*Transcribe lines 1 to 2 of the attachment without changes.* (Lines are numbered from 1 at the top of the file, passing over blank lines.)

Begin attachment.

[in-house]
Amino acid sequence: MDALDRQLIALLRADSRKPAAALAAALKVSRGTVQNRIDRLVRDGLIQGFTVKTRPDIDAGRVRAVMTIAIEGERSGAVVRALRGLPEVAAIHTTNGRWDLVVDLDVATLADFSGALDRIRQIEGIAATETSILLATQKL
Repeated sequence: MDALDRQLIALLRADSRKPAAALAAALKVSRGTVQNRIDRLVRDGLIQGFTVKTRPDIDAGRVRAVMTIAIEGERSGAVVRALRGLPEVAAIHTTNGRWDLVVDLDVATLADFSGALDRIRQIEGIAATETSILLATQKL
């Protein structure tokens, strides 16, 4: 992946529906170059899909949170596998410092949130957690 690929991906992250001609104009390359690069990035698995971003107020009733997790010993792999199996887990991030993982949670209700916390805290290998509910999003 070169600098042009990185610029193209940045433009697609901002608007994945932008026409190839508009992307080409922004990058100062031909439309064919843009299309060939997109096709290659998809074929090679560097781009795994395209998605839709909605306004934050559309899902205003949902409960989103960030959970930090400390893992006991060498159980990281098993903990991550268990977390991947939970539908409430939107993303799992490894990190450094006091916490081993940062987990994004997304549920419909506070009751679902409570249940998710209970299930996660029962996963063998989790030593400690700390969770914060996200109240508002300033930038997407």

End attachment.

[in-house]
Amino acid sequence: MDALDRQLIALLRADSRKPAAALAAALKVSRGTVQNRIDRLVRDGLIQGFTVKTRPDIDAGRVRAVMTIAIEGERSGAVVRALRGLPEVAAIHTTNGRWDLVVDLDVATLADFSGALDRIRQIEGIAATETSILLATQKL